It’s tempting to write tai chi off as a healthy hobby for the elderly, who are undoubtedly its most visible practitioners. You see them in public parks, perfectly poised. Their posture is upright, their faces serene. Their hands move like slow-motion doves, sometimes wielding swords or sabres. But this ancient martial art is more than a way to stave off arthritis. Unlike its more combative cousin Shaolin kung fu, tai chi is considered an internal martial arts form prioritising a meditative synchronisation of mind, body and spirit. Practitioners are urged to focus on their qi, or energy flow.
A Taoist monk named Zhang San Feng is widely believed to have formalised its practice in the 13th century, though tai chi’s roots date even further back. Different styles have evolved over time and there are currently five recognised schools of tai chi: Chen, Yang, Wu, Hao and Sun, each named after its founder. While their moves and forms differ, their basic philosophy is the same: balancing yin and yang. The schools share an emphasis on controlled breathing and movement, and yielding to and redirecting incoming blows, rather than meeting attacks with opposing force.
Tai chi was taught behind closed doors for centuries, and didn’t start spreading throughout China until the early 20th century. Masters from the north – where tai chi was more widely practised – started moving south and influencing nanquan martial artists, whose practice involved short-range hitting with fists. As martial arts clubs began organising more demonstrations and combats, tai chi’s popularity in China’s south increased. Wu-style’s founder’s grandson, Wu Kung-i, even relocated the Wu school’s headquarters to Hong Kong.
A consequential battle took place in January, 1954: Wu-style tai chi master Wu Kung-i versus Chan Hak Fu, Macao’s master of white crane quan (a fist-fighting technique that imitates a bird’s pecking beak and flapping wings). The combat took place in a special ring built atop Macao’s Estoril Swimming Pool and drew intense media attention. Among the many excited onlookers was a 9-year-old boy named Lei Man Iam. Decades later, he’d become the president of the Association of Martial Arts Masters of Macau and a champion of Chen-style tai chi, which at that time did not exist in Macao.
Coming up in the golden era
Lei was first exposed to martial arts through his grandfather, a vegetable farmer from northern Macao, who taught him some basic kung fu moves for self-defence. When his school began offering free kung fu classes, an eager Lei signed up immediately. “My first martial arts teacher called his style of kung fu ‘Choy Li Fut’ [a martial arts style combining skills from southern and northern traditions],” remembers Lei. “He didn’t say much about its history, and we never dared to ask. We practised what we were told, such as fist work, footwork, weapon usage and combat skills. It was very practical.”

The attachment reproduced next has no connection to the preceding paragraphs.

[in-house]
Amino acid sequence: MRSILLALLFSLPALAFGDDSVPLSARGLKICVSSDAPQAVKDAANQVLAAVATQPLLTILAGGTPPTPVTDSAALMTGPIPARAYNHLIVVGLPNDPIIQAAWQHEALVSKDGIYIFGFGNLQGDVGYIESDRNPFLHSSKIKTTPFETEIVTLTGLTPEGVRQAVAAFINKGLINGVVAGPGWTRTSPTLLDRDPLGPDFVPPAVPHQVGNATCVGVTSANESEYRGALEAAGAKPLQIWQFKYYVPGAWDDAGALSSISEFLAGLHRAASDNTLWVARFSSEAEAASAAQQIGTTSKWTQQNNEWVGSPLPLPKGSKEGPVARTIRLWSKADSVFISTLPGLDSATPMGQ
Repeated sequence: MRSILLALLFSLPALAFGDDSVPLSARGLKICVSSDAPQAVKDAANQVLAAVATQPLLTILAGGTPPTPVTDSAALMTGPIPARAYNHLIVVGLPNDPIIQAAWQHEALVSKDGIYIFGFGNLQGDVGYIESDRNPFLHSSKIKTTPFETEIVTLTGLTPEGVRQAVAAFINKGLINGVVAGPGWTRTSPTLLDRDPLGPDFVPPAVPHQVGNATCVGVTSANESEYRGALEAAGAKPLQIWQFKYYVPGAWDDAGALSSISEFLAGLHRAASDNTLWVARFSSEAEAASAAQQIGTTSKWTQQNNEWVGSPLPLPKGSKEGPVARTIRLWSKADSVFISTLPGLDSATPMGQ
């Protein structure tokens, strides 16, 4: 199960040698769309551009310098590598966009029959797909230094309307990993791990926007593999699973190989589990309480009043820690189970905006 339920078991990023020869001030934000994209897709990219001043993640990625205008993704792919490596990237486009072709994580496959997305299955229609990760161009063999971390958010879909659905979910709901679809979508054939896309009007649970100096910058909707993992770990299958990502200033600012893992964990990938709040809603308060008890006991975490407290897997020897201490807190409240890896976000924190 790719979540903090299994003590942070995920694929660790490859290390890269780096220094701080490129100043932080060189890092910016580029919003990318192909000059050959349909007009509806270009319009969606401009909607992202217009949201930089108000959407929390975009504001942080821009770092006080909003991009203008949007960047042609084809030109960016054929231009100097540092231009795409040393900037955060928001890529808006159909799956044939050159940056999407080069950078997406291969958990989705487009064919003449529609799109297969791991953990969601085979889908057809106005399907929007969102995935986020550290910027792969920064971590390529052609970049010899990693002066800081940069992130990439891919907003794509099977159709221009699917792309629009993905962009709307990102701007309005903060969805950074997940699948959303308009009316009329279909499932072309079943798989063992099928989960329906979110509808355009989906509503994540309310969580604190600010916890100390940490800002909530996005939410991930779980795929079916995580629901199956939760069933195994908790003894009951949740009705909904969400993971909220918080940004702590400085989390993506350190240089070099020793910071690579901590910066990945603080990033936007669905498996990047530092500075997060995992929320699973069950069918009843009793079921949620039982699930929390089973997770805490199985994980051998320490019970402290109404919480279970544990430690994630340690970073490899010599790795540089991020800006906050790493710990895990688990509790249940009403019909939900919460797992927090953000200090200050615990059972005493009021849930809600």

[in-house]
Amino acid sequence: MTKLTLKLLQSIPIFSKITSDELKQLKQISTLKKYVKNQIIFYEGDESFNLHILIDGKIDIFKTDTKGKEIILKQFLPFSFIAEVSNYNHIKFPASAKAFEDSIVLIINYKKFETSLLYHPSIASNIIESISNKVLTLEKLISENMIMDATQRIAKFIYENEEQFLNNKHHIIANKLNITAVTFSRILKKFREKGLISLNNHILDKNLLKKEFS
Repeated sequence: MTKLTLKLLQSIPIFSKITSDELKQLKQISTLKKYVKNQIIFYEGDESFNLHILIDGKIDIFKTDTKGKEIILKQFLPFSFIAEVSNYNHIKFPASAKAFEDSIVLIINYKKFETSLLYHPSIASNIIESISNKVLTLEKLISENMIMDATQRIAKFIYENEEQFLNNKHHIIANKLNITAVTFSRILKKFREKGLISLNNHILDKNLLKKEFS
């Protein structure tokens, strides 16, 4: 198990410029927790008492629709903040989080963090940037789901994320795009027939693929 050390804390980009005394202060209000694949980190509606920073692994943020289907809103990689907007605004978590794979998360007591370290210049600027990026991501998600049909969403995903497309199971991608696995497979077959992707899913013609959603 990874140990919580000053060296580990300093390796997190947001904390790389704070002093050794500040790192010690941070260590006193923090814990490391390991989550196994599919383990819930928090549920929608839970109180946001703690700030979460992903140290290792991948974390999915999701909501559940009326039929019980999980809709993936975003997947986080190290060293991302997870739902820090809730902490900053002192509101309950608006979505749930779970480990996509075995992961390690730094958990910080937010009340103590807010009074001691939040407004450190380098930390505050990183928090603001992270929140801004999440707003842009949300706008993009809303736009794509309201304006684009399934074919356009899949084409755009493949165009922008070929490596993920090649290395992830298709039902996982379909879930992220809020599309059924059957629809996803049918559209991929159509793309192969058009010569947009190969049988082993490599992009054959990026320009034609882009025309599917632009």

After a few years, 14-year-old Lei was selected to be his teacher’s assistant. Two years later, in 1962, he started taking advanced Choy Li Fut lessons with a local master named Man Chong Kong. Master Man explained the practice’s theory, history and stylistic contexts, and Lei quickly excelled under his guidance. But opportunities to test out his talents were few and far between. The annual National Day celebration was the only time Macao’s martial artists got a chance to display their prowess.
Lei became a Choy Li Fut teacher himself in 1964. Then came Bruce Lee: the American-Hong Kong martial arts maestro made traditional Chinese styles of defence (wushu in Chinese) cool around the world through TV and film productions like The Green Hornet (1967), The Big Boss (1971) and Fists of Fury (1972). Macao was not immune, and Lei remembers wannabe Bruce Lees queuing up outside his door to learn Choy Li Fut in the early 1970s.
In the midst of this golden era for martial arts, a senior master advised Lei to switch his speciality to tai chi. Lei – in his late 20s at the time – recalls feeling surprised, because meditative tai chi is very different from “powerful and fast” Choy Li Fut. “Back then, the most common tai chi practices were usually Yang and Wu-styles, which were very slow,” he says. “The master said I might not be able to keep up the intense and high-speed practice [of Choy Li Fut] when I get old, so tai chi would be a great alternative to sustain my martial arts career.”
Chen-style tai chi enters Macao
Lei did not take up tai chi there and then because its slowness somehow made it seem like a lesser option. But in 1979, two transformational experiences convinced him tai chi was in fact his calling. That March, Lei was part of a martial arts exchange programme in Foshan, Guangdong province, where he met tai chi master Lei Hui Quan. The pair began secret training sessions. Why secret? To spare Lei’s ego: “If I failed, it wouldn’t be embarrassing,” he admits wryly.
Then, in May, Lei joined the first National Wushu Observation Conference. Held in Nanning, Guangxi province, the conference allowed martial artists of various styles to demonstrate their skills and interact with each other. It opened Lei’s eyes to dozens of martial arts he’d never even heard of. “I felt like a frog at the bottom of a well,” he recalls. It was his first time witnessing the more vigorous Chen-style of tai chi, which at the conference was performed by an 80-year-old woman with a sabre. He remembers her “exhibiting immense power”. That elderly woman and other Chen-style tai chi masters he met at the conference cured him of his stereotype.
After those trips, Lei spent a decade seeking tutelage from Chen-style tai chi masters, alongside teaching and practising Choy Li Fut. One master was Chen Xiaowang from Chen Village, where the school originated. He was the 19th generation of his family involved in martial arts. Another was Chen-style grandmaster Feng Zhiqiang, who strongly influenced the way Lei now teaches students himself. “I was so excited to get trained by Master Feng,” he says. “We [Lei and his peers] always talked about his greatness.”